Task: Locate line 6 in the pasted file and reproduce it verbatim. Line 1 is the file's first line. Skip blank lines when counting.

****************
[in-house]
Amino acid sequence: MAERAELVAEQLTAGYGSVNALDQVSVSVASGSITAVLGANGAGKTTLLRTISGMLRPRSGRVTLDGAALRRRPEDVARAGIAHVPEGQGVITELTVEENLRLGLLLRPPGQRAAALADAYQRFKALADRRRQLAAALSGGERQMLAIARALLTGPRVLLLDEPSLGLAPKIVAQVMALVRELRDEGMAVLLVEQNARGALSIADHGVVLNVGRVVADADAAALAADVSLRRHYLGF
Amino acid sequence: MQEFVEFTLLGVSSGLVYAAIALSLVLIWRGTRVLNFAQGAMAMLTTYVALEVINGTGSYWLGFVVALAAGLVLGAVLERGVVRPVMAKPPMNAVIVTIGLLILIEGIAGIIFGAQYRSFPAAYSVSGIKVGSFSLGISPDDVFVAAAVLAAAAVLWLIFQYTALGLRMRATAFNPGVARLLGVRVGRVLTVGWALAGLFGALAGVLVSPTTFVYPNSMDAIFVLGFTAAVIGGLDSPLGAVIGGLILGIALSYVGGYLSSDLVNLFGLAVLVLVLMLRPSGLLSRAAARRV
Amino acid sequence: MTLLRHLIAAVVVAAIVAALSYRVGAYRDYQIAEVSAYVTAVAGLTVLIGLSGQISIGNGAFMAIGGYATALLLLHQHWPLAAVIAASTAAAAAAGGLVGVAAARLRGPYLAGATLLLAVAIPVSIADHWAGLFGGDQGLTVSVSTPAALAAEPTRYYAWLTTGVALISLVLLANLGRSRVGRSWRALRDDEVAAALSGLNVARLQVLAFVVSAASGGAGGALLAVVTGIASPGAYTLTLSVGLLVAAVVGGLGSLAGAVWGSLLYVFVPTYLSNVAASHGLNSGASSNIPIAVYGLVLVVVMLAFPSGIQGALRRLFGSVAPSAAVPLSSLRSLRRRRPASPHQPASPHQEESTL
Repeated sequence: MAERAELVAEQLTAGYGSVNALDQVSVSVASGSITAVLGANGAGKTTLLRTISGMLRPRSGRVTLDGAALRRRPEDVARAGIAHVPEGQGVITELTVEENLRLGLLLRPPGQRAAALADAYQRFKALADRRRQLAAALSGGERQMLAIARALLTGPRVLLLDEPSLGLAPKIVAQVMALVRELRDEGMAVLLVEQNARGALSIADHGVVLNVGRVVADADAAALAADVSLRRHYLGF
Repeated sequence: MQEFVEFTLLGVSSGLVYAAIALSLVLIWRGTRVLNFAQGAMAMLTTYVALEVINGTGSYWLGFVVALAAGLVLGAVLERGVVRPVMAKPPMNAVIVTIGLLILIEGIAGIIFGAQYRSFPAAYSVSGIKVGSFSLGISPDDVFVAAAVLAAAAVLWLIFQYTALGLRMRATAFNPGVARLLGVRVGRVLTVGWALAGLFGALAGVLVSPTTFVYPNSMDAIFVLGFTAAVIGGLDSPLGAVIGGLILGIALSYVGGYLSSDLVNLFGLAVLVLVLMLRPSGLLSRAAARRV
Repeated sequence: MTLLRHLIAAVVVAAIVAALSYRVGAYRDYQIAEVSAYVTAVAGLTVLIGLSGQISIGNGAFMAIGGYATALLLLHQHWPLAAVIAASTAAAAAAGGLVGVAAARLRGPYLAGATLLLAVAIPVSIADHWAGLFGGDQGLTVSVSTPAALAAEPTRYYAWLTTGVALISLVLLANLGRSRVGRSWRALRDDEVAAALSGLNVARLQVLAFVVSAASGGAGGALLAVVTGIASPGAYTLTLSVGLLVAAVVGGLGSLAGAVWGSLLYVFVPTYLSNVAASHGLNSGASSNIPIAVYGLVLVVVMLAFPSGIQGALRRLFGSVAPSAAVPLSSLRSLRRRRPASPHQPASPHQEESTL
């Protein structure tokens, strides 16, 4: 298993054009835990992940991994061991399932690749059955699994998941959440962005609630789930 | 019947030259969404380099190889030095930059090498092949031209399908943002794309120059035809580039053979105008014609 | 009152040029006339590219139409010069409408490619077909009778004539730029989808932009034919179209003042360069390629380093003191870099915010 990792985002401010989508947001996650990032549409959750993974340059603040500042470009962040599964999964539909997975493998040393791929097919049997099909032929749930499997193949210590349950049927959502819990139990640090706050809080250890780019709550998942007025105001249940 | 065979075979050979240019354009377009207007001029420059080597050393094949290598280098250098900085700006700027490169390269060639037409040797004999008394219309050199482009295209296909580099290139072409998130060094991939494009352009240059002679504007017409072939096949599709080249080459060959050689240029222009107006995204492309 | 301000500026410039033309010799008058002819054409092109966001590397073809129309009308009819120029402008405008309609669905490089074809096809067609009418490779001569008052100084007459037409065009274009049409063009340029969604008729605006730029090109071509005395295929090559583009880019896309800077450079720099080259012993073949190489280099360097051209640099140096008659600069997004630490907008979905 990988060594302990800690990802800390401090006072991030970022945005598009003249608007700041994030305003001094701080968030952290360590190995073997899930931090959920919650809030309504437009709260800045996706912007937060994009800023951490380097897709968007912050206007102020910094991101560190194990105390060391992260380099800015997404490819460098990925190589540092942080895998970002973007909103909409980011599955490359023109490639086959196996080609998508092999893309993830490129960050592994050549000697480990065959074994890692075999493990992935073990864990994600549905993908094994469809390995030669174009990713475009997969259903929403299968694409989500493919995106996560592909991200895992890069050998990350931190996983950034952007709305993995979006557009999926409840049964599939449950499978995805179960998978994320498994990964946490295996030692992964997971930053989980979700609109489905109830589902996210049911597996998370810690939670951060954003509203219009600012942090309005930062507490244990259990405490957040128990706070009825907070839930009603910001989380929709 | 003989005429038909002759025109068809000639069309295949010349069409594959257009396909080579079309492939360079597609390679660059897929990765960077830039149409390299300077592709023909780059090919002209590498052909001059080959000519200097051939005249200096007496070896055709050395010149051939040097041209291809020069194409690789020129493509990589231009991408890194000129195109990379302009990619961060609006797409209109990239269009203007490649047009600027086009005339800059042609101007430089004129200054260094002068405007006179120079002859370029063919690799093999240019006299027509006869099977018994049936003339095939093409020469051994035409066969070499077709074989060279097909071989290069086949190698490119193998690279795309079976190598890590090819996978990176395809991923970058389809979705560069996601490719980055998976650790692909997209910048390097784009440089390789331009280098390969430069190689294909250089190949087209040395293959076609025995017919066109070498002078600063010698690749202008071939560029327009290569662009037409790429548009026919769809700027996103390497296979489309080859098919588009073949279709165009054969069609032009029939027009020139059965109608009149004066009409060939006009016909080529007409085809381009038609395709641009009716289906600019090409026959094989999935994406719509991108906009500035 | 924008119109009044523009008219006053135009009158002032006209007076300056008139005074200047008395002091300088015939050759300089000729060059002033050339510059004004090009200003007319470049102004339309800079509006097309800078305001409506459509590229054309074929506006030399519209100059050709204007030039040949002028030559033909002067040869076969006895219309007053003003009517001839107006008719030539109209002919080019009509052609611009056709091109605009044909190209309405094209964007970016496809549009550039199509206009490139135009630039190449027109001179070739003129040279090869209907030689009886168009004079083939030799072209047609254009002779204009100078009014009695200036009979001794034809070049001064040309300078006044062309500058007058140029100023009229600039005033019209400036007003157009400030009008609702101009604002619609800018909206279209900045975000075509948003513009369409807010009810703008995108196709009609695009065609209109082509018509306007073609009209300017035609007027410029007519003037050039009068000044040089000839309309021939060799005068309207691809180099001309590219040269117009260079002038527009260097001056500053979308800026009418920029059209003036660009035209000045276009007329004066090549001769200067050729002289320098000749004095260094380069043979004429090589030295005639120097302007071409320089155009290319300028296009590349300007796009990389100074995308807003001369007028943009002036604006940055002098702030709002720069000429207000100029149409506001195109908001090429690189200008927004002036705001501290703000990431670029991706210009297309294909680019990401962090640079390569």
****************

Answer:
Repeated sequence: MQEFVEFTLLGVSSGLVYAAIALSLVLIWRGTRVLNFAQGAMAMLTTYVALEVINGTGSYWLGFVVALAAGLVLGAVLERGVVRPVMAKPPMNAVIVTIGLLILIEGIAGIIFGAQYRSFPAAYSVSGIKVGSFSLGISPDDVFVAAAVLAAAAVLWLIFQYTALGLRMRATAFNPGVARLLGVRVGRVLTVGWALAGLFGALAGVLVSPTTFVYPNSMDAIFVLGFTAAVIGGLDSPLGAVIGGLILGIALSYVGGYLSSDLVNLFGLAVLVLVLMLRPSGLLSRAAARRV